Why Too Much is Better than Too Little

"Waste isn't always where we think it is!"

"Waste isn't always where we think it is ..."

OK … so you already know to use a good-sized palette (not a postage stamp) and a good-sized lump of paint (not a teaspoonful).

And the thing I want to remind you of today is how you also need a good-sized batch of working paint – a reservoir in fact (not a paddling pool).

The “working paint” is what you dilute from the lump to make whatever consistency of paint you need for the particular stage in hand – in other words for (e.g.) tracing, or strengthening, or flooding (or whatever).

And today I’m just reminding you how, before you start to trace or strengthen or whatever – you must prepare more than enough.

More than enough: that’s the essential point.

See, it’s just about impossible to make exactly the right amount. So chances are you’ll either prepare too much or too little. And you know which is worse – yes, too little is worse, because if you prepare too little, you’ll have to stop what you’re doing (e.g. tracing or whatever) and prepare some more.

Not just that, but you’ll need to make a new batch that matches the batch that’s just run out.

Not just that but once you’ve done testing and comparing, you’ll need to get into your stride again, and re-find your rhythm.

All of which is a mighty big distraction.

A good-sized reservoir for - undercoating

A good-sized reservoir for undercoating - the entire right-half of the palette

Which means it’s far better to make too much than too little. And I’m reminding you about this because if you’re anything like me you don’t like waste so it takes a conscious effort to resist a misguided sense of frugality.

Yes, waste isn’t always where we think it is.

Here, real waste is when someone mucks up a piece of painting – they get half-way through it and it’s looking great but then they run out of paint and have to stop and make some more. And the new batch comes out lighter / darker / runnier / thicker (or whatever) that the earlier paint. So it’s easy for something to go wrong because the new paint doesn’t behave like the old paint … And then the piece is trashed. Yes, it happens very easily.

A good-sized reservoir for - tracing

A good-sized reservoir for - tracing

And that’s the other big advantage of preparing a good-sized reservoir of working paint: you get to know how it’s behaving.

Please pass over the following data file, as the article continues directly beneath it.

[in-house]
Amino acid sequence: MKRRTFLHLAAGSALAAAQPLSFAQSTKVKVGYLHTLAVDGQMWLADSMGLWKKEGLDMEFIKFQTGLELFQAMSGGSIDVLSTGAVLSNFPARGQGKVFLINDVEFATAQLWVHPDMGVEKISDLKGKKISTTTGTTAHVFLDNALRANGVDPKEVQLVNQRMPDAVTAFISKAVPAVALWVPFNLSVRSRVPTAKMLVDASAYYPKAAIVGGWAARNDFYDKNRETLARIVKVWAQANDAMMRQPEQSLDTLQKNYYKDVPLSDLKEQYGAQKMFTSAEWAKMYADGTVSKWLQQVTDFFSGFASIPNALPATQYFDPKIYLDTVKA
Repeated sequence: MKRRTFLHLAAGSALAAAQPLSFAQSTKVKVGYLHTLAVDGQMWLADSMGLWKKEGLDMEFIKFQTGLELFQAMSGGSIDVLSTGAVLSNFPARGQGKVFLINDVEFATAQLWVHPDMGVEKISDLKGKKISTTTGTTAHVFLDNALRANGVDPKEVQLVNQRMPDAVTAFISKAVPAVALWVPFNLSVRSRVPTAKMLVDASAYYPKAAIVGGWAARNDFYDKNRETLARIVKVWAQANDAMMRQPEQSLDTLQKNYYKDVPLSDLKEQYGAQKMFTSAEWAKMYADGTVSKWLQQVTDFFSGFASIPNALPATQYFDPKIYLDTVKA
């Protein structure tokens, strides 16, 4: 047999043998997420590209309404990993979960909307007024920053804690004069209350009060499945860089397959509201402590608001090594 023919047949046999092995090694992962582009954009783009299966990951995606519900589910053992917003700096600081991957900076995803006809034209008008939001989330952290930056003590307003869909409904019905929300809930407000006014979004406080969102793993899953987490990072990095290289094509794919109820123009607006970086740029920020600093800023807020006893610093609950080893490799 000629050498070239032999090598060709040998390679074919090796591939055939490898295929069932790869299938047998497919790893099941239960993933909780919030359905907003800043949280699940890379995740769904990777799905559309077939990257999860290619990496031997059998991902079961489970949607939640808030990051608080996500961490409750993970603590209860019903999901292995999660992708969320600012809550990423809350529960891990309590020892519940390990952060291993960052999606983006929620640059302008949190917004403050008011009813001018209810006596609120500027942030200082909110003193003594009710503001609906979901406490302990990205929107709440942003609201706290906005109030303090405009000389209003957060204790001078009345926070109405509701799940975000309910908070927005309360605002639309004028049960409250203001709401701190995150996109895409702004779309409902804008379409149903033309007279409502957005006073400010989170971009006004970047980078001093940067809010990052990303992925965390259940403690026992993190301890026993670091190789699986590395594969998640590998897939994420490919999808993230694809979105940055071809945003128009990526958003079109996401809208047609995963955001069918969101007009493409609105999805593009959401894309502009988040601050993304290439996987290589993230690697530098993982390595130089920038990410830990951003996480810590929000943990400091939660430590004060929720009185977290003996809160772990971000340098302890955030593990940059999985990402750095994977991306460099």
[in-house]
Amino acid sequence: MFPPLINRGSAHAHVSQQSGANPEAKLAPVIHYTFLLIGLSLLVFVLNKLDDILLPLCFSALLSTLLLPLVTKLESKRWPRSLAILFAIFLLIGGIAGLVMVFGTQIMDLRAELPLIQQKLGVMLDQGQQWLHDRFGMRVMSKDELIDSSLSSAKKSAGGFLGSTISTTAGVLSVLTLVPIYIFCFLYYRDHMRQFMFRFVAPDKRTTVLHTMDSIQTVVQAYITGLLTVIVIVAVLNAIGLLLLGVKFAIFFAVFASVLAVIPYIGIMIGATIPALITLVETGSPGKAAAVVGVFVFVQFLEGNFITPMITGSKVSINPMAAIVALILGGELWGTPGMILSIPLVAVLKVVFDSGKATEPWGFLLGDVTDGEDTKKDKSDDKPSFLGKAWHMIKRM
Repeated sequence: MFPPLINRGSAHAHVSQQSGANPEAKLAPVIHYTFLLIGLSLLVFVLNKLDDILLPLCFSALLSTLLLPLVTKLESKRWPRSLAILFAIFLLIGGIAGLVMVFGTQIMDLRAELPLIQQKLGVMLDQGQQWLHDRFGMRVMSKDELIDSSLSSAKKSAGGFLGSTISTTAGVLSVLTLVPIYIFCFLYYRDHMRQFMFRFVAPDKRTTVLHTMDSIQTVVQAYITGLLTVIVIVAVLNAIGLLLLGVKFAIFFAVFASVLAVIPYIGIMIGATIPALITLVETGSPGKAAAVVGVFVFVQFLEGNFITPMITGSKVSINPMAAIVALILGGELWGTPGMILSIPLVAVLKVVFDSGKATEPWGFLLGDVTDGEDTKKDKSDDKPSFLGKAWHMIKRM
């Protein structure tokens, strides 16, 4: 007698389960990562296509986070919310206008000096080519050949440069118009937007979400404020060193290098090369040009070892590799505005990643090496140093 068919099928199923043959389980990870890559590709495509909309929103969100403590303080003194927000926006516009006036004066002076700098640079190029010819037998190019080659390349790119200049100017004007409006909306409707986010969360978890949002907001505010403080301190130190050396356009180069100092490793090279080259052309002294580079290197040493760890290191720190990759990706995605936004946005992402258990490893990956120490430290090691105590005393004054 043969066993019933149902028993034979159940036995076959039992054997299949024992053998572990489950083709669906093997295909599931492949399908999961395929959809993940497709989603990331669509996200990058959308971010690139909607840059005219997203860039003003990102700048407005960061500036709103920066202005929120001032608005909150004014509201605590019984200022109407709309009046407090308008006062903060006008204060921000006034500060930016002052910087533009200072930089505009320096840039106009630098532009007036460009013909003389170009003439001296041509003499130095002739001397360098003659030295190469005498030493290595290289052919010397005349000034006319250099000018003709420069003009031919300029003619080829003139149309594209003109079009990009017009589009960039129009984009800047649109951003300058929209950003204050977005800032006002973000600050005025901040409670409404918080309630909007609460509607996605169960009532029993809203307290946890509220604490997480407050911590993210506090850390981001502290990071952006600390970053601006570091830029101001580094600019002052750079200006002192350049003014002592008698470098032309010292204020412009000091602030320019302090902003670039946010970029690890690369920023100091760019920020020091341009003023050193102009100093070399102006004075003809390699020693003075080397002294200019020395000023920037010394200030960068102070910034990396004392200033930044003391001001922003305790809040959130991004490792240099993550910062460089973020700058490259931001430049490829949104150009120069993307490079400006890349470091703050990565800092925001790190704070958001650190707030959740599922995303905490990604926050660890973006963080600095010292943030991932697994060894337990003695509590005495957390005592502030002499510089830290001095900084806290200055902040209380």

The point is, you’ve absolutely got to make more than enough paint to last you through whatever you’re doing.

Yes?

All the best,

P.S. Of course there will be paint left over – that’s the whole point. But it won’t be wasted paint because there are always many ways to use it up. Say you’re moving from strengthening to flooding: well, you just cut a few slices from your lump and thicken up the leftovers. Or say you’ve finished for the day, then you use the leftover paint to lubricate your lump before sealing it beneath its nightly cover. Little or no waste – even though you “made too much”. And at least your tracing or flooding was consistent. And at least you maintained your concentration.

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6 thoughts on “Why Too Much is Better than Too Little

  1. Hello again Stephen,

    You must have been very busy to resist sending out these helpful ideas for weeks!

    Your message is clear and well taken.

    Can you post an image showing a reservoir for strengthening and also flooding (so we can “contrast and compare)?

    All the best,
    Herman

    • Hi Herman,

      I’m away from the studio for a few days now so I will get some new photos for the end of next week.

      Best,
      Stephen

      P.S. “Resist”? Yes indeed – I miss writing to you! All the same, I have been making a mass of notes and points which is a wonderful supply for forthcoming newsletters.

  2. Wow. What timing. I just ran into this last night. I was painting a flower design on a 12 inch circle and….ran out of properly mixed paint. Thank you for the timely reminder!

  3. Hello every one, I am on the process of a new glass painting session this evening and your post came just at the right momment and this is what make you and David are the best ever.
    Hassan

  4. Life is very exciting just now. Our group has just fired our very first batch of painted glass. One or two of the pieces in this firing showed evidence (to my eye) of having not enough paint and needing to mix more on the fly – I’ll be interested to see how they come out compared with the others. So your timely post made me think – yes, running out of paint is the thing that kills off the pleasure of a painting session quicker than anything.

    The kiln was still at 350C and cooling at its own pace when I closed up the shed for the day – I’ll have to go back in the morning and open it up . . .

  5. Hello Stephen,
    Thank you so much for all the information you give. I agree with you, there is nothing more annoying than running out of paint. I stopped making those little blots of paint long ago.
    Thanks for all the insights,
    Angela